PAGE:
As far as wind power goes, remember that it involves moving parts, which will significantly reduce lifespan, particularly if in use. Note that many of these things also apply to other mechanical devices, such as bicycles:

Anything actually in use will suffer wear and breakdowns.
Axles, gears, etc, that are exposed to moisture will tend to corrode and lock up.
Liquid lubricants (grease, etc) will congeal and/or sublimate. Graphite and similar solid lubricants might settle but otherwise won't change.
Cables and belts made of plastic, rubber, or organic fibers will become brittle and weaken. Metal belts (like bike chains) won't, though they have the problems above.
Seals (used to hold liquid in or out) will also become brittle and weaken or fail.
Liquids (contained in pipes or tanks) will probably evaporate, leaving residues. If there is an ongoing source of liquid (drains, condensers, etc) becoming clogged is likely.
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Old 07-03-2019, 05:02 PM   #38
SimonAce
 
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Default Re: So What IS ruined after an Apocalypse?

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Canned goods and ammunition will last more or less indefinitely if they are not damaged. If out in the elements the cans will rust, get a puncture, etc. and ruin. Ammo in water etc. fares less well than ammo sealed in cans.

Soft goods -- fabric, paper, etc., will be gone in a couple of years in the elements. Some of this stuff may last many years of sealed in containers.
I hate to disagree with SAFisher but in my experience a lot of modern canned goods are designed for cheapness and ease of opening not durability and have a limited shelf life, five to ten or so years max with a few exceptions.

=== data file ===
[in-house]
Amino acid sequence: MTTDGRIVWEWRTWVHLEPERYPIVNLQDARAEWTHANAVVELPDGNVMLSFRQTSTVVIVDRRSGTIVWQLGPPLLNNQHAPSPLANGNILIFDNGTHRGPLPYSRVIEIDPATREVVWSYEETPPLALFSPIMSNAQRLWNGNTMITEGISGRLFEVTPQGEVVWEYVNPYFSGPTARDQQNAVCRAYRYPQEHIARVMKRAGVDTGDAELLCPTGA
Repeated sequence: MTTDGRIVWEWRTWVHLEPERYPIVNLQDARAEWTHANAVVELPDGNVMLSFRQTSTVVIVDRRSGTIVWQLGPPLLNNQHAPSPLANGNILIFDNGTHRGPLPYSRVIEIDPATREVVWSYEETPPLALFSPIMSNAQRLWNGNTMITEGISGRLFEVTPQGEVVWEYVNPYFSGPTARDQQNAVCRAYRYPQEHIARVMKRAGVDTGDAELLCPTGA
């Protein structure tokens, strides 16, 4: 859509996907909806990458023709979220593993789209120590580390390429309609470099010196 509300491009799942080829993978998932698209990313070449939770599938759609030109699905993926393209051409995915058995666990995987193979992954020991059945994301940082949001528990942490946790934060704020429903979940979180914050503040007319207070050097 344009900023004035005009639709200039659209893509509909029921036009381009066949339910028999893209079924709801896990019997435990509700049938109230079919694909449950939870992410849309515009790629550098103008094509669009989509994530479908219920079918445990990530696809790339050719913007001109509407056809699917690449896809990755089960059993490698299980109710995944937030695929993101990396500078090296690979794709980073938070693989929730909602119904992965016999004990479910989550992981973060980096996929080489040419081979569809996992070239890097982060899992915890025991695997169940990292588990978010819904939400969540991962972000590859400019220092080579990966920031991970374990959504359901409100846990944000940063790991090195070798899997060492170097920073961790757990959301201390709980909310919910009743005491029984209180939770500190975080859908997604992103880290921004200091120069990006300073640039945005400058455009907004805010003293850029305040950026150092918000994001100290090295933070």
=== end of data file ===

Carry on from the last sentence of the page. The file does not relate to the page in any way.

Older style canned goods with heavy well sealed lids , properly stored have been said to last much longer, FDA says many many years but they literally don't make them like they used too in many cases.

In some setting apocalypse prepper can goods might exist, they'd be ultra sterilized and/or irradiated and in heavy stainless steel cans probably good a century or two. Mormon staples (rice, wheat, honey, salt) stored correctly last a very long time, salt and honey indefinitely

Ammo has a lifespan of up to a hundred years, fifty is the top limit for high reliability as people here have noted, it tends to degrade a bit over time. YouTube has quite a few videos on this topic . I'd make bad storage double its effective aging and very careful storage, half it

Largely in a serious apocalypse in modernity, most of the population upwards of 90% will have starved to death or died of disease within a very few years anyway.

Survivors will be well armed communities of farmers , a few raiders here and there , well prepared survivalists with farming experience also in groups and probably many metahumans , especially any with powers that would be useful in a community for taking what they want or who just don't need anything.

This suggest that depending on the cause of the apocalypse there might be a lot of salvage. Decades or centuries worth depending on needs or method of kaboom

In GURPS terms , regular skill rolls for scrounging or a specialized skill (mechanic, auto for car parts, armory for guns) should turn up something. It's a matter of time vs danger I guess

I think After The End 2 has rules that might help and its "mutants and mayhem" 80's style is pretty fitting for a Supers setting as well.
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Old 07-03-2019, 06:13 PM   #39
mr beer
 
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Default Re: So What IS ruined after an Apocalypse?

It's a while since I read it but this book: https://en.wikipedia.org/wiki/The_World_Without_Us went into some detail about how long stuff lasts without us.
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Old 07-03-2019, 08:06 PM   #40
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Default Re: So What IS ruined after an Apocalypse?

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Bullets that are stored in conditions that are merely OK but not perfect may have some reliability issues.
My experience with Mark VII .303 ammo from 1943 is that it works fine if stored in reasonably temperate and dry conditions (i.e. in a drawer in a non-leaky house), as long as you check each round and discard the ones that have become corroded for whatever reason. Lacquered military issue ammo (not all countries do this) lasts very well as long as the coating isn't damaged, even in less than perfect conditions.